For those who do not already know, that Voter Information Card you receive in the mail that tells you where to vote is printed out in the first week of the election campaign. They print out a whole bunch of mailing labels, a whole bunch of cards with poll locations all them, and then bring in an army of low wage temp workers to stick the proper label on the proper card. There are thousands of workers sticking labels on millions of VIC cards in a rush to get them to Canada Post by the end of week two, and mistakes happen. Thousands are returned by the post office to EC riding offices for a variety of reasons, be it incorrect address or the elector being deceased. Most of the temporary workers are efficient and effective workers, but there is always at least one absent minded, seemingly competent, worker in that room.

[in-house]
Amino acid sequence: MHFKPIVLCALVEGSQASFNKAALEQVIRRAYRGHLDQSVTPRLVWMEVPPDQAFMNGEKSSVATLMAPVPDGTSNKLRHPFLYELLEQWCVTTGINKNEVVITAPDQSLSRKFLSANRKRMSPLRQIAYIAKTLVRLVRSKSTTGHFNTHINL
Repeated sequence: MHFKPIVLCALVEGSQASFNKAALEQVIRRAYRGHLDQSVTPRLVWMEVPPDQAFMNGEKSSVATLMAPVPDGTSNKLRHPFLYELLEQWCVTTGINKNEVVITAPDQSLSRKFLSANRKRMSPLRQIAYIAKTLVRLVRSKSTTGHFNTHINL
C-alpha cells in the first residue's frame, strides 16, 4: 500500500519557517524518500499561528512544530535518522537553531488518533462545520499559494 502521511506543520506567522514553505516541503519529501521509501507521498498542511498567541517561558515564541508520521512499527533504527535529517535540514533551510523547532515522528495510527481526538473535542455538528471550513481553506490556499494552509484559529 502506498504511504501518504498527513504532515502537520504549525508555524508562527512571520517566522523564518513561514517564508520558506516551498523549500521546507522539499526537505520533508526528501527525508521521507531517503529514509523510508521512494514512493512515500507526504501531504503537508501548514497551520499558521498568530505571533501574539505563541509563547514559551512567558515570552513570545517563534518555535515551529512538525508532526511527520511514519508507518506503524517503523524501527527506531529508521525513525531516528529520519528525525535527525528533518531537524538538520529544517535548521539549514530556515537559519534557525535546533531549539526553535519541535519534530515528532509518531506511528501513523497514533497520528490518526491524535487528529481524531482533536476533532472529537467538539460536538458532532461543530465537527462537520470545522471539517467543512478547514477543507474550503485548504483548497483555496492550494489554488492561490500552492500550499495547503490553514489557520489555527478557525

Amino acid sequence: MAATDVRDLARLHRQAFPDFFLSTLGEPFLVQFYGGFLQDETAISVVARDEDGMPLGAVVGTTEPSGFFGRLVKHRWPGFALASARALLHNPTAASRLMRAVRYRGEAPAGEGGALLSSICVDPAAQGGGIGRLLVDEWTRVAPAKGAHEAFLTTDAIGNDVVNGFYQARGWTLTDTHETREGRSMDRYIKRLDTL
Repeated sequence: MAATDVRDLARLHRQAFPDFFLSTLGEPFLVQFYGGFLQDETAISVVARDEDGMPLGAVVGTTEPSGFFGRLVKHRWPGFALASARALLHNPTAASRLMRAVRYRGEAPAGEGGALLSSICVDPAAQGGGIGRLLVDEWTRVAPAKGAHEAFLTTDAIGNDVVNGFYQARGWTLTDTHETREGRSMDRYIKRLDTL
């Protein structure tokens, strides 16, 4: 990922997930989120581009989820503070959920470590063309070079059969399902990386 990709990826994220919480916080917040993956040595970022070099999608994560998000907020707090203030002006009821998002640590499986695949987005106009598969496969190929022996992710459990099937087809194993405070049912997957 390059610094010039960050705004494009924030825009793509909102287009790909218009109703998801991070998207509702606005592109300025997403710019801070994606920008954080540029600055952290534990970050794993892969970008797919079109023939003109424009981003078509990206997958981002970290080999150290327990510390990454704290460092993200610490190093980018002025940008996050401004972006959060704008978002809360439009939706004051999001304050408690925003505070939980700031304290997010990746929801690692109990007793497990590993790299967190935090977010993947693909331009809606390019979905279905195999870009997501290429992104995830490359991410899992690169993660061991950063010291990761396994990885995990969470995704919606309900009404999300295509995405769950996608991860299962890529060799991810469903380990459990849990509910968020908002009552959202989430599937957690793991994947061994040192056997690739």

During the last election, Elections Canada changed 127 poll locations during the campaign (and at a national average of about 900 voters per location), that would mean that roughly 115,000 voters (give or take 10,000) had their poll locations changed mid election. How did EC inform all of these people that their polls had changed? They can't call everyone because they don't have every voter's phone number (that is not mandatory information, and many people don't want to volunteer it). The best thing they can do is mail out new VIC cards, hope they arrive in time and that the elector shreds the old one. It does seem strange to instruct the parties not to call people to inform them that a poll location had been changed. That doesn't help get the vote out. Changing any poll location will create a mass of confusion among those affected, so when you had the media last week reporting on alleged "massive electoral fraud", anyone who received a phone call they didn't like or were informed that poll locations had changed, suddenly thinks they might have been the victim of attempted fraud (with the real kick in pants being that the overwhelming majority of complainants actually did get to vote).